DBS points to digital economy, EVs, infrastructure as 2021 growth drivers for Indonesia


A screenshot shows the promotional poster for DBS Indonesia's "Reimagining the Future of Indonesia", a virtual discussion held on March 22, 2021 as part of its Asian Insights Conference series. - www.dbs.com/JP

JAKARTA (The Jakarta Post/ANN): The digital economy, electric vehicles (EVs) and infrastructure are this year’s prominent sectors according to an economist at Singapore’s DBS Bank, who has made the projection based on accelerated digitalization and the government’s investment focus during the pandemic.

DBS Economics and Macro Strategy senior vice president Radhika Rao said the recent shift in consumers to e-commerce platforms, the government’s partnership with EV manufacturers and the recently established Indonesian Investment Authority (INA) would be key economic drivers for 2021.

“Everything has now moved online, so that the digital economy has really taken off, ” Rao said at the DBS Indonesia Asian Insights Conference 2021 titled "Reimagining the Future of Indonesia", held virtually on Monday (March 22).

“And because of that, if you have seen product lines like consumer electronics, regarding semiconductors, particularly inputs that go into computers, PCs, mobile phones, all of that, those industries have done very well. So there [were] a lot of investments that went into that space, ” she said.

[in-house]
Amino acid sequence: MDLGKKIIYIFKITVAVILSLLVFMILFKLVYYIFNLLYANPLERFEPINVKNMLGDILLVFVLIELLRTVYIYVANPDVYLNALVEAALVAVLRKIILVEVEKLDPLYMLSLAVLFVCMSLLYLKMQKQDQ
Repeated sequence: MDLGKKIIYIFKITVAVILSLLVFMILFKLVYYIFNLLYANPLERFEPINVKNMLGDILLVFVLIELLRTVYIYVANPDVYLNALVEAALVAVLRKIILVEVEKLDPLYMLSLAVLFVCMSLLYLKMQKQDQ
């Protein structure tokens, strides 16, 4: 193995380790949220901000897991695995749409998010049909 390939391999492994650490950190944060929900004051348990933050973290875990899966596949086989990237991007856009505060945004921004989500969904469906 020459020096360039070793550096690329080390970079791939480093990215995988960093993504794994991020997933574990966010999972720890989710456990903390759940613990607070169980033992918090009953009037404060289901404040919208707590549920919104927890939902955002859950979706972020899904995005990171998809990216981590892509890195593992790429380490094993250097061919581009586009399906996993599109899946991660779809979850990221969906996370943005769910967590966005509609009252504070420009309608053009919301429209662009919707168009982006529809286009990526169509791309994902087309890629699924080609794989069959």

According to the e-Conomy SEA 2020 Report by Google, Temasek and Bain & Company, with the Covid-19 pandemic quickening the pace of digitalization in the country, investments in the internet sector doubled to US$2.8 billion in the first half of 2020 from $1.4 billion in the first half of 2019.

The report also found that 37 per cent of all digital consumers in the country were new, with an overwhelming majority planning to continue at least one digital service post-pandemic.

The government also pursued talks with American EV manufacturer Tesla, seeking to capitalize on the country’s nickel reserves, a key component in electric vehicle batteries (EVBs).

It also wooed Contemporary Amperex Technology Co. Limited (CATL), a Chinese battery manufacturer, and South Korean electronics giant LG. Indonesian Investment Coordinating Board (BKPM) chairman Bahlil Lahadalia said that CATL had committed to a $5.2 billion investment and LG $9.8 billion.

“I think this time around, the government will be more eager to make sure it does not just stop at the commodity game so it does follow through, ” said Rao.

“There are a lot more downstream activities based on the commodity, so they would look at bringing the foreign companies to manufacturing companies to come onshore.”

Rao also said infrastructure was expected to be a driver this year, as the sovereign wealth funds of other countries had expressed interest in the INA.

INA CEO Ridha Wirakusumah said the sovereign wealth fund had infrastructure projects worth $9.5 billion in the pipeline, and that it planned to focus on toll road projects before moving on to other major projects such as airports and seaports.

“As the year wears on, I think it will become less and less about the pandemic and more and more about the medium-term push, and these are the few sectors, apart from health care, which we think will become quite prominent in the country, ” said Rao. - The Jakarta Post/Asia News Network

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